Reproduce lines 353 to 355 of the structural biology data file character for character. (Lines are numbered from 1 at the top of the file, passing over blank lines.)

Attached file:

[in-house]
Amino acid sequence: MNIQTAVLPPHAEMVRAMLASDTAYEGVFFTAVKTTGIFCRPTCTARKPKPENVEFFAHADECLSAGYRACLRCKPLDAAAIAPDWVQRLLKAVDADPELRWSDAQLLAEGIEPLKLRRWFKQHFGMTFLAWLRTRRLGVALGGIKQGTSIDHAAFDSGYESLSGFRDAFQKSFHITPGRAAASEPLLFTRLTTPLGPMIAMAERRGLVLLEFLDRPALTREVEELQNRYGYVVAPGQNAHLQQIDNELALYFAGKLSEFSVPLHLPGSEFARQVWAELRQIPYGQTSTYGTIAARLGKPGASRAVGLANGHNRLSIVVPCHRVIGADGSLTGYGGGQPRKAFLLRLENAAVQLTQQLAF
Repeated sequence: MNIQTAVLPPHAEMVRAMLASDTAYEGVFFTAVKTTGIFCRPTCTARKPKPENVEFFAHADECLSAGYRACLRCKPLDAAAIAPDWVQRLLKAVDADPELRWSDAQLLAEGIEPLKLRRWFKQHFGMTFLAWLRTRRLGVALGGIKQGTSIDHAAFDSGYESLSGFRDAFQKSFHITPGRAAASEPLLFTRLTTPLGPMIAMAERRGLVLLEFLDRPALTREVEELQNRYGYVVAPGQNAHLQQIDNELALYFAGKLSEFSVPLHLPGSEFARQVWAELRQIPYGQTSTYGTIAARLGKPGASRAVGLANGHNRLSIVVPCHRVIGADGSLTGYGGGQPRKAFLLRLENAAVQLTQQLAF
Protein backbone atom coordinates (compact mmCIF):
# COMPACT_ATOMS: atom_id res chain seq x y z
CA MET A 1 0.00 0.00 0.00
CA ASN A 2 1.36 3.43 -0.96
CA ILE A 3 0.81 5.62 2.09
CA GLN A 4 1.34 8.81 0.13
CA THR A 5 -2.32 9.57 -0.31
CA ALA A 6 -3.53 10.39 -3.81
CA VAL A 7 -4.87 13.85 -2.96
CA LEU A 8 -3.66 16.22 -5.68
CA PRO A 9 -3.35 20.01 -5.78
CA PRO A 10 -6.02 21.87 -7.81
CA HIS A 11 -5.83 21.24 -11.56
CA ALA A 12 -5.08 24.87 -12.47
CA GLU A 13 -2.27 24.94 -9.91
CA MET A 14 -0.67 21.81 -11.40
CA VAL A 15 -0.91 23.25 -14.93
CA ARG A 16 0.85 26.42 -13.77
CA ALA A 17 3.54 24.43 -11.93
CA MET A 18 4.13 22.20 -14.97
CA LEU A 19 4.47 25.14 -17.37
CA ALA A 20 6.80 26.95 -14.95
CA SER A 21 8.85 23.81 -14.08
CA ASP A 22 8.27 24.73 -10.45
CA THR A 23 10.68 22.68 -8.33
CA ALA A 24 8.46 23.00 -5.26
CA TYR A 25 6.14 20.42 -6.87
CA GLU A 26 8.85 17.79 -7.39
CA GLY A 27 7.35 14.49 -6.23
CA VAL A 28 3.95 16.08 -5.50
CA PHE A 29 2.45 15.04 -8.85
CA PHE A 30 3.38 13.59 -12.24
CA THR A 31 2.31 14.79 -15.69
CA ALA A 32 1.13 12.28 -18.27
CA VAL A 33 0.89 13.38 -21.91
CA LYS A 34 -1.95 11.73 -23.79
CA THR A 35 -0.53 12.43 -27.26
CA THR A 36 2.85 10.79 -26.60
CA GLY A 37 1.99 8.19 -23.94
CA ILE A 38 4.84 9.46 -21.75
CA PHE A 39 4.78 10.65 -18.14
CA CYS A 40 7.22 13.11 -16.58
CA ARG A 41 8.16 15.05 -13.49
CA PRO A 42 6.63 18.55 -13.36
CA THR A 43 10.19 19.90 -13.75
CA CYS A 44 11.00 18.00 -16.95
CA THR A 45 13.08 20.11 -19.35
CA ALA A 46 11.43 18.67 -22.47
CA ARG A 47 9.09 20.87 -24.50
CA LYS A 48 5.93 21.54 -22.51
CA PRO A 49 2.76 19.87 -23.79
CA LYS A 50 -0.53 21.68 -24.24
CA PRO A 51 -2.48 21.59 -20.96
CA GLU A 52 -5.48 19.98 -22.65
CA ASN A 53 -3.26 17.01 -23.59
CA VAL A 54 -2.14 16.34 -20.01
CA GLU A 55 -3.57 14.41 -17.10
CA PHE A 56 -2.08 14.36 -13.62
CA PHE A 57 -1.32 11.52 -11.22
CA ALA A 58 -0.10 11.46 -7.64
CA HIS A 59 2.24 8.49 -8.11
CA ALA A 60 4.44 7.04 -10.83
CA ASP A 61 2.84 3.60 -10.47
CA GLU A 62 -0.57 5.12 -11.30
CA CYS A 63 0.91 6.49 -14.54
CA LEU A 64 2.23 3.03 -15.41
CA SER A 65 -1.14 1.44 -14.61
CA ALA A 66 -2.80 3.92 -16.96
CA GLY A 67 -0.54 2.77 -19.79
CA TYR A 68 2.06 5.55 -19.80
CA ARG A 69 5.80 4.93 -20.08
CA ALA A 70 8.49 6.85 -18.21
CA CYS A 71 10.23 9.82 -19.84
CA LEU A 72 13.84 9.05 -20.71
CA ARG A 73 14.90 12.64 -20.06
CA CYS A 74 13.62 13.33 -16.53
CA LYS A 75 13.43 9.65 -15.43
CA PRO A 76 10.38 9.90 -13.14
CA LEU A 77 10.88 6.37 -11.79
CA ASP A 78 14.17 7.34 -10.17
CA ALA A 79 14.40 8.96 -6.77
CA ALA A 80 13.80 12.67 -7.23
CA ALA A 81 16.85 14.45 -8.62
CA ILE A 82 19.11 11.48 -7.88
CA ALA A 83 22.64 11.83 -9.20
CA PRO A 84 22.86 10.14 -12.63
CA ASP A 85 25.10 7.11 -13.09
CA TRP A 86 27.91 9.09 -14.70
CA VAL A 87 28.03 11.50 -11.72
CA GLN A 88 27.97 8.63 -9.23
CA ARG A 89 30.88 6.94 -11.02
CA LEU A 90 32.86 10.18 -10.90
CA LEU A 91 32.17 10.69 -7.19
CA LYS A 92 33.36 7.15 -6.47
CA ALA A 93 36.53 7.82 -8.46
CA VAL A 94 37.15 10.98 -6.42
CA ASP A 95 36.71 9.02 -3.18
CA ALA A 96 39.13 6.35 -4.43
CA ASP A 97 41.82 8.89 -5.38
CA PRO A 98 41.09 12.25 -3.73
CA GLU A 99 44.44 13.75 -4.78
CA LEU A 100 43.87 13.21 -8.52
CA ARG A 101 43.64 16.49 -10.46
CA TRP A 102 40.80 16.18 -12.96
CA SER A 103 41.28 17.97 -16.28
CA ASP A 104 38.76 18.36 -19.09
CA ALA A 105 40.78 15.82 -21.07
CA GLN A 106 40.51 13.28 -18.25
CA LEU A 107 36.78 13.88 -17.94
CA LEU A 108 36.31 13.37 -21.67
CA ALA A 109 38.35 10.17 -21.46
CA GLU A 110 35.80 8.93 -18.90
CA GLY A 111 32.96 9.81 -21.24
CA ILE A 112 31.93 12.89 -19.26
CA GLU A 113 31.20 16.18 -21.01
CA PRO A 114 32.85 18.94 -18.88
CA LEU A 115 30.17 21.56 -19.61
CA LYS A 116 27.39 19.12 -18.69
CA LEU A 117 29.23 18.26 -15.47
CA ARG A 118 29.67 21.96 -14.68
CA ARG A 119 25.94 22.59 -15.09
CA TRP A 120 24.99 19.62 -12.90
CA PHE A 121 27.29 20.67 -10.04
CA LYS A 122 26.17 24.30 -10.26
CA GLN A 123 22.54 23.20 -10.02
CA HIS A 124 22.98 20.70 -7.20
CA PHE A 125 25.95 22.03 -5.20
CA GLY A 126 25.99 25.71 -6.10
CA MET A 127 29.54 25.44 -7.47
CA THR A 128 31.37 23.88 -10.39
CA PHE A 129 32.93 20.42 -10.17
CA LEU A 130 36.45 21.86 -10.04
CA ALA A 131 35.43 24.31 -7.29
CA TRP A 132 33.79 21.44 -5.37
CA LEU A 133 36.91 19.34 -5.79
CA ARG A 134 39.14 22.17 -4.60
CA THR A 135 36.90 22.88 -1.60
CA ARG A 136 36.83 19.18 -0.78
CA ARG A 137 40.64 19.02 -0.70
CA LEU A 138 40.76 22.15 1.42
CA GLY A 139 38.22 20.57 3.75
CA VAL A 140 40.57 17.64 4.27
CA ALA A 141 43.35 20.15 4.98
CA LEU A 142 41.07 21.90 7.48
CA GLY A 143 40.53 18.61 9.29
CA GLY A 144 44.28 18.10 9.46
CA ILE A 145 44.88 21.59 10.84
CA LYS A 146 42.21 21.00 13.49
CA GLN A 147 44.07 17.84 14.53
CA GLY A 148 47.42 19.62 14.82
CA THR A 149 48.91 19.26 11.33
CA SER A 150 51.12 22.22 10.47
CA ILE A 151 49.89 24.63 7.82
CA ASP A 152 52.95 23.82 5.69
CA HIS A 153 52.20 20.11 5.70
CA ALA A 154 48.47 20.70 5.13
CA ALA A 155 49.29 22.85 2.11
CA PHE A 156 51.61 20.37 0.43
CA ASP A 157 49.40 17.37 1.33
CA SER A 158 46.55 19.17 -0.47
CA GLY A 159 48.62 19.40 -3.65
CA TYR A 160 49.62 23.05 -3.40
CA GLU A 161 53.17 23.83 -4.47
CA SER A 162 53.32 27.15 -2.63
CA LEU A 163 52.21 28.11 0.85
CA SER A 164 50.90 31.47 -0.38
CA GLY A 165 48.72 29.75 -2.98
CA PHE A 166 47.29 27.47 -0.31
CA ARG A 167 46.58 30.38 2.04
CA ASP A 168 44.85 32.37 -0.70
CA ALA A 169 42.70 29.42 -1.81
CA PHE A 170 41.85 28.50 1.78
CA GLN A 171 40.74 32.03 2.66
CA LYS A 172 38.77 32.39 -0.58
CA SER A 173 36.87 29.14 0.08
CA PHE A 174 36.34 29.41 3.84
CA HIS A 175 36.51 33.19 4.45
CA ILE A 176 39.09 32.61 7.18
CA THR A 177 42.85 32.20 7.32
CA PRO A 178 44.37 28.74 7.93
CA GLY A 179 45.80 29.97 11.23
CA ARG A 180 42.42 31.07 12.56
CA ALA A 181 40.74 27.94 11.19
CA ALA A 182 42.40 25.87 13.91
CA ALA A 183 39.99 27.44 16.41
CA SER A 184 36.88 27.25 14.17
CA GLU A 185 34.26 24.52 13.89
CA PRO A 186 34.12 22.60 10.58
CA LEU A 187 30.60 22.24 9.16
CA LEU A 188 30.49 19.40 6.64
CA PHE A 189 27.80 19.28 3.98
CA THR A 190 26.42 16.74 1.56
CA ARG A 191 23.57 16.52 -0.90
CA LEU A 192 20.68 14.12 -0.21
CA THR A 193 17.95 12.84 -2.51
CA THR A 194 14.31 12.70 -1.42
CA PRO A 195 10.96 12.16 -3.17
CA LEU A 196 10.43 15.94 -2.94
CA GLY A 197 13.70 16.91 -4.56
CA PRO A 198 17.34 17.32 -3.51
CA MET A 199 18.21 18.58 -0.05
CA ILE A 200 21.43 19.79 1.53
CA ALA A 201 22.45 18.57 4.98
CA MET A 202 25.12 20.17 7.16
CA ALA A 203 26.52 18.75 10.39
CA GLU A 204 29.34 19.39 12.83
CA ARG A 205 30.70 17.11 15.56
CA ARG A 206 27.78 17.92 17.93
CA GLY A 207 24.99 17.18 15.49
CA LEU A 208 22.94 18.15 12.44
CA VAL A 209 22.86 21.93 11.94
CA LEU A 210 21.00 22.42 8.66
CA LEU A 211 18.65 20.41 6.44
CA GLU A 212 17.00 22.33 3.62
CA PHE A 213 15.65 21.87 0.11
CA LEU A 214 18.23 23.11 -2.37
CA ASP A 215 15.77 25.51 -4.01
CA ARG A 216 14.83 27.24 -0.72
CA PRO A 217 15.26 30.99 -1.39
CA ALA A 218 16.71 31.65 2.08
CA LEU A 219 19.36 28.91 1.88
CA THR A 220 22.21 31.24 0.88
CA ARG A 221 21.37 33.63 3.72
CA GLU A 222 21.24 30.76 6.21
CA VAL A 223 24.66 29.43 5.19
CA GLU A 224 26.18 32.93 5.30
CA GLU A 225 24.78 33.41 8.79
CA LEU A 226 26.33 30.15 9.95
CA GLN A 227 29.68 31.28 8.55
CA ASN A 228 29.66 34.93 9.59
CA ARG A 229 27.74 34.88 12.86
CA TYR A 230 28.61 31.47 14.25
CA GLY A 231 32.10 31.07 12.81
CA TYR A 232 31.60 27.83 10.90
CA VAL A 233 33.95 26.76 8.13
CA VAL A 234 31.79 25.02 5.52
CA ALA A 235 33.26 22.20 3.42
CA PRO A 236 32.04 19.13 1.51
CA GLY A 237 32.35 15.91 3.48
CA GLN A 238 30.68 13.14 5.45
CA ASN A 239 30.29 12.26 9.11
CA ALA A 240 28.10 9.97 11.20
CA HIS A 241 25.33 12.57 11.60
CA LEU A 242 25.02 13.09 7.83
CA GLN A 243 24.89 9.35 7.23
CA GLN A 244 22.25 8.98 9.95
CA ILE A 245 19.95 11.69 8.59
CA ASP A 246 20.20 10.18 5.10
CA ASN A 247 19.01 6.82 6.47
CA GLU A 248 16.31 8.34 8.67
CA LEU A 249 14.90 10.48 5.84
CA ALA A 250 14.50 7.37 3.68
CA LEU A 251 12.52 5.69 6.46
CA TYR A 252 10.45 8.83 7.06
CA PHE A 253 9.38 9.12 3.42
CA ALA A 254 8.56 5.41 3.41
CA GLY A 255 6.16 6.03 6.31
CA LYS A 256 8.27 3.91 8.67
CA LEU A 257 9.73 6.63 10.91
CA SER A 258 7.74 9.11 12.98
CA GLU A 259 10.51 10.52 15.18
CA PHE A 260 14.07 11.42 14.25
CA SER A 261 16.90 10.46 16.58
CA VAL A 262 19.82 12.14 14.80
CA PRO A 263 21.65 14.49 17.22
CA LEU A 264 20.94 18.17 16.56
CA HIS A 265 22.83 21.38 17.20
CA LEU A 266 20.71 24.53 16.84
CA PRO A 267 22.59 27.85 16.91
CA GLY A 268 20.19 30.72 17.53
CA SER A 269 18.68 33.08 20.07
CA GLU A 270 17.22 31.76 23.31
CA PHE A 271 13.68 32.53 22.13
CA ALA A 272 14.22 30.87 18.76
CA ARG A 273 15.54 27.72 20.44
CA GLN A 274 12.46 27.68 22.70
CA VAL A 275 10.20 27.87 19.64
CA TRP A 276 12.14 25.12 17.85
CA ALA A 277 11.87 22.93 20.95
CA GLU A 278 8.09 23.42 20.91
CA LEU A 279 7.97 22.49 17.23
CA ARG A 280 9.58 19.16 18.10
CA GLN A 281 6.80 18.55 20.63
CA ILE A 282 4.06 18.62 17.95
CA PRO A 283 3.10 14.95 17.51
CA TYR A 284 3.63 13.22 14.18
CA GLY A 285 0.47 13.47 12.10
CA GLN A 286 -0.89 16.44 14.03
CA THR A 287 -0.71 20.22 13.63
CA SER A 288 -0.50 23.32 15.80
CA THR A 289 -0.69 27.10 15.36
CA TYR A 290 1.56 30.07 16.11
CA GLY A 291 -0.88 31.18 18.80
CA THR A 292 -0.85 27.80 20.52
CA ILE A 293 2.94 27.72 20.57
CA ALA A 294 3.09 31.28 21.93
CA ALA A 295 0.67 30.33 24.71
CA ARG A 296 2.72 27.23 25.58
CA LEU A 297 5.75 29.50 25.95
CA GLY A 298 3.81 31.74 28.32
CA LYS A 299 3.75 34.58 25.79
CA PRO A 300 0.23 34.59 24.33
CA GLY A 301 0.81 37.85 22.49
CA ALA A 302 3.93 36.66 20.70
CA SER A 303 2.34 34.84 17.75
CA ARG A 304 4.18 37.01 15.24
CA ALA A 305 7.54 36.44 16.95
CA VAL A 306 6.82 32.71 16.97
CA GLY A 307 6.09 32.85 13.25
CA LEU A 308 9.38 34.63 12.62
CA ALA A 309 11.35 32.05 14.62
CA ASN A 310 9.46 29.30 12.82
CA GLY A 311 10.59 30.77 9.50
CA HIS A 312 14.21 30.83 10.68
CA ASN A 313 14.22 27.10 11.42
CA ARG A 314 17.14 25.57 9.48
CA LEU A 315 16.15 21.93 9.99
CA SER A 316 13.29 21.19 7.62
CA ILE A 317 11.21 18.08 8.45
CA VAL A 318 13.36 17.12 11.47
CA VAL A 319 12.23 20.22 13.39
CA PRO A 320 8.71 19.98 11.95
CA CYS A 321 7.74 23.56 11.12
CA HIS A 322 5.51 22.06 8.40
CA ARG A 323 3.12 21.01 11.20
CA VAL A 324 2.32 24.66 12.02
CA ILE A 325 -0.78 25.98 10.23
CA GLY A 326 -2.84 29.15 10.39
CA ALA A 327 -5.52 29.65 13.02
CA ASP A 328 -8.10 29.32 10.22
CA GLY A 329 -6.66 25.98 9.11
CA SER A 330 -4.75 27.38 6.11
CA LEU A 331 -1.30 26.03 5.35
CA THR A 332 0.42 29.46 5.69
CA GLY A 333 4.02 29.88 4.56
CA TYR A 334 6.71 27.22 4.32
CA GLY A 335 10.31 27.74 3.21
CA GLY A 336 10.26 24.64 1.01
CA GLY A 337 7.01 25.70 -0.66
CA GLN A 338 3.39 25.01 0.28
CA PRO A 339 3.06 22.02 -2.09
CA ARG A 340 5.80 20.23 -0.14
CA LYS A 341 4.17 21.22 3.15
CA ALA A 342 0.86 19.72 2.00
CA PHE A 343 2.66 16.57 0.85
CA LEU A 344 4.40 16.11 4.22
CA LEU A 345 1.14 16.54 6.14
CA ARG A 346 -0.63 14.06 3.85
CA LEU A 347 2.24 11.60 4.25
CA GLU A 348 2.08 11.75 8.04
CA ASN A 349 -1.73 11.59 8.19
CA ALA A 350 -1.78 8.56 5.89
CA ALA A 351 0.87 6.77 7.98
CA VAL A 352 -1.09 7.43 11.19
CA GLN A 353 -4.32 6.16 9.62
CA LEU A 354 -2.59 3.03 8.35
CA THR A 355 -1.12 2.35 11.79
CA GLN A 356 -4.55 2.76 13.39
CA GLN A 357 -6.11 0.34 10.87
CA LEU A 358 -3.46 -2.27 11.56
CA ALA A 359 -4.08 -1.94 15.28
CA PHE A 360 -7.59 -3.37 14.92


CA GLU A 348 2.08 11.75 8.04
CA ASN A 349 -1.73 11.59 8.19
CA ALA A 350 -1.78 8.56 5.89